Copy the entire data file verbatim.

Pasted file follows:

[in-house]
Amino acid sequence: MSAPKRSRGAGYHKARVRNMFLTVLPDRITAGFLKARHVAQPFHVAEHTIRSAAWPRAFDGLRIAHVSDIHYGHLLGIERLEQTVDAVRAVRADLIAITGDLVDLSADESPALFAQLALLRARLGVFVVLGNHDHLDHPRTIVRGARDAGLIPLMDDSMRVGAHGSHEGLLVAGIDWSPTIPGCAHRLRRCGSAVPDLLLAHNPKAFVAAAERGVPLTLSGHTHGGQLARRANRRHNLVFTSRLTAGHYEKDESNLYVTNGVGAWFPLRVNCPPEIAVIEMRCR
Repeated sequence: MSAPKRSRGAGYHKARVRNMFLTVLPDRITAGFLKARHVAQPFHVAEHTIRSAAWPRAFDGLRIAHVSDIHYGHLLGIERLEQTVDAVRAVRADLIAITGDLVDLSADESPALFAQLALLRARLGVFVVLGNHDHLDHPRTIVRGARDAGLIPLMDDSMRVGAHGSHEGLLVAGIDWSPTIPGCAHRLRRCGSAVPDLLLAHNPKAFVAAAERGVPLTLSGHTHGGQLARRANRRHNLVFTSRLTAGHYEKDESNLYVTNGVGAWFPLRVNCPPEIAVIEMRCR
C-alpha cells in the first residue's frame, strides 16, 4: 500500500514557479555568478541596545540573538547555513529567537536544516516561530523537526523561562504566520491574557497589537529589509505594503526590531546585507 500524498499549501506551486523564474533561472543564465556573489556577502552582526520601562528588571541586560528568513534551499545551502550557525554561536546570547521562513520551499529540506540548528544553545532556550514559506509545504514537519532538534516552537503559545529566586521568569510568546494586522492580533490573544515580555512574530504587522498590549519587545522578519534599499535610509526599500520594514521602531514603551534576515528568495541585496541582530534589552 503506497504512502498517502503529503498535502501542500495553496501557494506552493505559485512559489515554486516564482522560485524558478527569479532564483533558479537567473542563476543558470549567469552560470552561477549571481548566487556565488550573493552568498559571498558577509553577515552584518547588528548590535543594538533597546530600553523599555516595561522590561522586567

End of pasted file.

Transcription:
[in-house]
Amino acid sequence: MSAPKRSRGAGYHKARVRNMFLTVLPDRITAGFLKARHVAQPFHVAEHTIRSAAWPRAFDGLRIAHVSDIHYGHLLGIERLEQTVDAVRAVRADLIAITGDLVDLSADESPALFAQLALLRARLGVFVVLGNHDHLDHPRTIVRGARDAGLIPLMDDSMRVGAHGSHEGLLVAGIDWSPTIPGCAHRLRRCGSAVPDLLLAHNPKAFVAAAERGVPLTLSGHTHGGQLARRANRRHNLVFTSRLTAGHYEKDESNLYVTNGVGAWFPLRVNCPPEIAVIEMRCR
Repeated sequence: MSAPKRSRGAGYHKARVRNMFLTVLPDRITAGFLKARHVAQPFHVAEHTIRSAAWPRAFDGLRIAHVSDIHYGHLLGIERLEQTVDAVRAVRADLIAITGDLVDLSADESPALFAQLALLRARLGVFVVLGNHDHLDHPRTIVRGARDAGLIPLMDDSMRVGAHGSHEGLLVAGIDWSPTIPGCAHRLRRCGSAVPDLLLAHNPKAFVAAAERGVPLTLSGHTHGGQLARRANRRHNLVFTSRLTAGHYEKDESNLYVTNGVGAWFPLRVNCPPEIAVIEMRCR
C-alpha cells in the first residue's frame, strides 16, 4: 500500500514557479555568478541596545540573538547555513529567537536544516516561530523537526523561562504566520491574557497589537529589509505594503526590531546585507 500524498499549501506551486523564474533561472543564465556573489556577502552582526520601562528588571541586560528568513534551499545551502550557525554561536546570547521562513520551499529540506540548528544553545532556550514559506509545504514537519532538534516552537503559545529566586521568569510568546494586522492580533490573544515580555512574530504587522498590549519587545522578519534599499535610509526599500520594514521602531514603551534576515528568495541585496541582530534589552 503506497504512502498517502503529503498535502501542500495553496501557494506552493505559485512559489515554486516564482522560485524558478527569479532564483533558479537567473542563476543558470549567469552560470552561477549571481548566487556565488550573493552568498559571498558577509553577515552584518547588528548590535543594538533597546530600553523599555516595561522590561522586567